Failing that, the value in ArtPrize, in my humble opinion, is that art is in the street, people are looking at it and talking about it, even if it is only saying things like I like realistic polar bears that are so cute that I plan to pet the next live polar bear I see. When ArtPrize started, Grand Rapidians were going around touching the art and volunteers were constantly telling them not to.  Volunteering in the Kendall Gallery and going around to see art myself this year, I did not see one person reach out to touch the artwork. It is a modest gain.  I also saw people going to ArtPrize who I have rarely seen in museums or at gallery openings- those who are economically lower class, and a more racially diverse group of people. Perhaps to continue these changes, rather than just willy-nilly voting as many times as you like on any piece of art that is fun to look at, ArtPrize should set up some categories such as asking people to vote on the most thought provoking art that they saw, and vote for the one with the most messy vitality, and to cast a vote for the prettiest one, and the most interesting abstract piece, etc.  It might take their art comprehension one step farther to think that art might be something more than pretty and realistic.

  • PK October 11, 2013

    Great post…as an aside, i think it is time to get rid of the goal, or even the idea, of making art for everyone. not everyone likes art beyond what is easy to read and digest in 2 seconds (like say a quilted landscape of sleeping bear dunes), why are we so fixated on engaging those people? i know many artists will probably agree that if you don’t know what i’m referencing or what i’m having a conversation with, well then this ain’t for you…and there’s nothing wrong with that really.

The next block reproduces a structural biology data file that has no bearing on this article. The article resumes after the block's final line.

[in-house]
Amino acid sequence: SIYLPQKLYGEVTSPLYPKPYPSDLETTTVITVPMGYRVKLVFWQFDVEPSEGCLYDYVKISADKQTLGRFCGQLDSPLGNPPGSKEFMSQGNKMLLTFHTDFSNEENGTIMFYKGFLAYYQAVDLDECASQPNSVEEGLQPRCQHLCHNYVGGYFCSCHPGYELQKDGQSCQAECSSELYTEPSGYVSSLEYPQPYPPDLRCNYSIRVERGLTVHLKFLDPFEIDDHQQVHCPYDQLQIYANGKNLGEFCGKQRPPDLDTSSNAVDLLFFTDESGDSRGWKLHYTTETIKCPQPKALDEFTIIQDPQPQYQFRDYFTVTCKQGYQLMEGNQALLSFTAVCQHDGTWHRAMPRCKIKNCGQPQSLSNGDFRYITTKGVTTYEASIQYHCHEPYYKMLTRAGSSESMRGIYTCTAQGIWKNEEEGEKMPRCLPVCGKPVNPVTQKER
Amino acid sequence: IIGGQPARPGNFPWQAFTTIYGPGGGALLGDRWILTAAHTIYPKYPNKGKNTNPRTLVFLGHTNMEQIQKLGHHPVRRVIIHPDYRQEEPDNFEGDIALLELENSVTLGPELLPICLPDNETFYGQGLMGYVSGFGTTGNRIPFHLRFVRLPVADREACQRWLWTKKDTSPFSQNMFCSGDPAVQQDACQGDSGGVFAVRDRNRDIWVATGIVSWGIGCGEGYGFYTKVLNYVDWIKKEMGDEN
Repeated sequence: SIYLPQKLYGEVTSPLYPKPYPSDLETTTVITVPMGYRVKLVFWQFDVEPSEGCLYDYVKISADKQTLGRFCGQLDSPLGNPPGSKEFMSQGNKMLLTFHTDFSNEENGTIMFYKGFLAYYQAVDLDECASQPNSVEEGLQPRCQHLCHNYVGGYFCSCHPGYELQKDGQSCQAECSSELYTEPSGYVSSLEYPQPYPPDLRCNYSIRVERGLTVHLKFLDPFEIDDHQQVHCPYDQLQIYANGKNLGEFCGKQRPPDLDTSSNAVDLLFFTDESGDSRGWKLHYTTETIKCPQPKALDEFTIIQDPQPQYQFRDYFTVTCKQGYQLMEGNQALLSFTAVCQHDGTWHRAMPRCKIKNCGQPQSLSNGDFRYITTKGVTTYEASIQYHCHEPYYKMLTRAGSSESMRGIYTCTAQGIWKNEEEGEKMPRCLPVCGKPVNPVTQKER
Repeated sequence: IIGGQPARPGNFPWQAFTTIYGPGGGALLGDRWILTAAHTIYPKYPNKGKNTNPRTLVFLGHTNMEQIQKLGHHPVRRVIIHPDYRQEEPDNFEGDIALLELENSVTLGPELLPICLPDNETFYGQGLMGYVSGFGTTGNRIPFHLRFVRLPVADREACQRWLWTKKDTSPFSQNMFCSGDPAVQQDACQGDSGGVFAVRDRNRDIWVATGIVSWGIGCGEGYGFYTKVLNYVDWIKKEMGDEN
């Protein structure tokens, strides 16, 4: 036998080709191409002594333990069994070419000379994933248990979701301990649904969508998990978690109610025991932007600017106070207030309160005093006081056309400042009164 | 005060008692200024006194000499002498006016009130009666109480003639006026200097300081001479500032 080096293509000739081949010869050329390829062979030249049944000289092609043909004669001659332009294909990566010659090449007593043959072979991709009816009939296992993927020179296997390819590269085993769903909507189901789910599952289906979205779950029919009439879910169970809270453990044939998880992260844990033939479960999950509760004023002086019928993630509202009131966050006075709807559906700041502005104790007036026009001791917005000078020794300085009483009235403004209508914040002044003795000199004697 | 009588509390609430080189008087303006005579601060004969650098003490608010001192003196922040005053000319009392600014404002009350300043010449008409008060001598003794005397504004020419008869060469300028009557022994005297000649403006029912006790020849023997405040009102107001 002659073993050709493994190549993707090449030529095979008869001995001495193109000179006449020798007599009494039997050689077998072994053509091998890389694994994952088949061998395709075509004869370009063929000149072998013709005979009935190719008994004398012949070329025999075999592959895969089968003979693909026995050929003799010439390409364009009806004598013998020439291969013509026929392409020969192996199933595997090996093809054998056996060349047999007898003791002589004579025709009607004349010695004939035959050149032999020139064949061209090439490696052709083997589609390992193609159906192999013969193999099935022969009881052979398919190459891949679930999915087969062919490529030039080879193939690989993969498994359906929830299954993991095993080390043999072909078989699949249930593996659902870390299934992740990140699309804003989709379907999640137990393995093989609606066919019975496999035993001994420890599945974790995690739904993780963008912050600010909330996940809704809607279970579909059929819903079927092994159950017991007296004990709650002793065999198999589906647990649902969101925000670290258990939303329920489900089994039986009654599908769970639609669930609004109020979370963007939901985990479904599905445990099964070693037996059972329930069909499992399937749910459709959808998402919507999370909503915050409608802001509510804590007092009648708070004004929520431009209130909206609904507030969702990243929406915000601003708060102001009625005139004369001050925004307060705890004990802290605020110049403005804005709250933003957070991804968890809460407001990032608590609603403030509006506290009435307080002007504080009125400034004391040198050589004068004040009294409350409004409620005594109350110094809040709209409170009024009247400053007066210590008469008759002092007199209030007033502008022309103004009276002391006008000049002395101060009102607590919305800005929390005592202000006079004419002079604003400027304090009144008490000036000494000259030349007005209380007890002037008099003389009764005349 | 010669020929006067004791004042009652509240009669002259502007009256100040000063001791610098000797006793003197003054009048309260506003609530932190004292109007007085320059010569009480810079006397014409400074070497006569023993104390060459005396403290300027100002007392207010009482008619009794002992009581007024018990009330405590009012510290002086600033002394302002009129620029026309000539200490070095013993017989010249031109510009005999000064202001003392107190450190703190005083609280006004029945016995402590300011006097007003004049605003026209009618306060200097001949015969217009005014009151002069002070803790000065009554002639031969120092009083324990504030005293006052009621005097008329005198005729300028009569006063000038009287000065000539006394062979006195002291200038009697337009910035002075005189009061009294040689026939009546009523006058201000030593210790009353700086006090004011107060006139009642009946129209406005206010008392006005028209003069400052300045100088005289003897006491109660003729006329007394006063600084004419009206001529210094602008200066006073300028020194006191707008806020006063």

• Gabriela Amaya-Baron October 11, 2013

    Hi Diane,
    My first question has to do with your argument about a place for the anti-aesthetic or paraesthetic in ArtPrize. Why does this need to be present? Yes, as you say, “one key traditional function of art is to hold up a critical mirror to society.” I take it that you see this absence as a fault. Would this be a fault, then, for any competition lacking the anti or paraesthetic? Or is it so for ArtPrize for a particular reason (of which I’m not readily identifying)? Certainly I would like to see such work included, but unless ArtPrize as an organization is actively discouraging or censoring it, I wouldn’t necessarily blame ArtPrize as an organization. As an event, yes, the absence is lamentable, so perhaps the fault lies with the “public” who would not support such work to the point that its exclusion is a practical reality; artists and venues won’t display it because it will not garner votes.

    The issue you raise with “public” terminology is intriguing; I’d not thought of that before.
    Also, the question of whether a post-Art world culture is a good thing to try for opens up a really interesting line of thought. I will have to take some time to “ruminate” on those as well.

  • Anna Donahue October 14, 2013

    Thanks, Diane, for sharing this post. As an artist I agree with all of the above comments about ArtPrize and welcome open and honest criticism. The last 2 years made the parallel discourse very obvious but I don’t think the art world (or as we like to call them= “the gatekeepers of the art world”) should be discouraged about the public’s seemingly inability to understand art.
    The general public obviously needs art education but this event has given the art world a perfect opportunity to do that and it is beginning to work.
    When the word ArtPrize is mentioned it is an instant conversation starter with absolutely anyone and people cannot stop talking about it. This is my favorite way to educate and I have had countless opportunities to explain why, for example, decorating the Calder is stupid.
    I can’t wait for the day that the judges and the public actually vote for the same winners.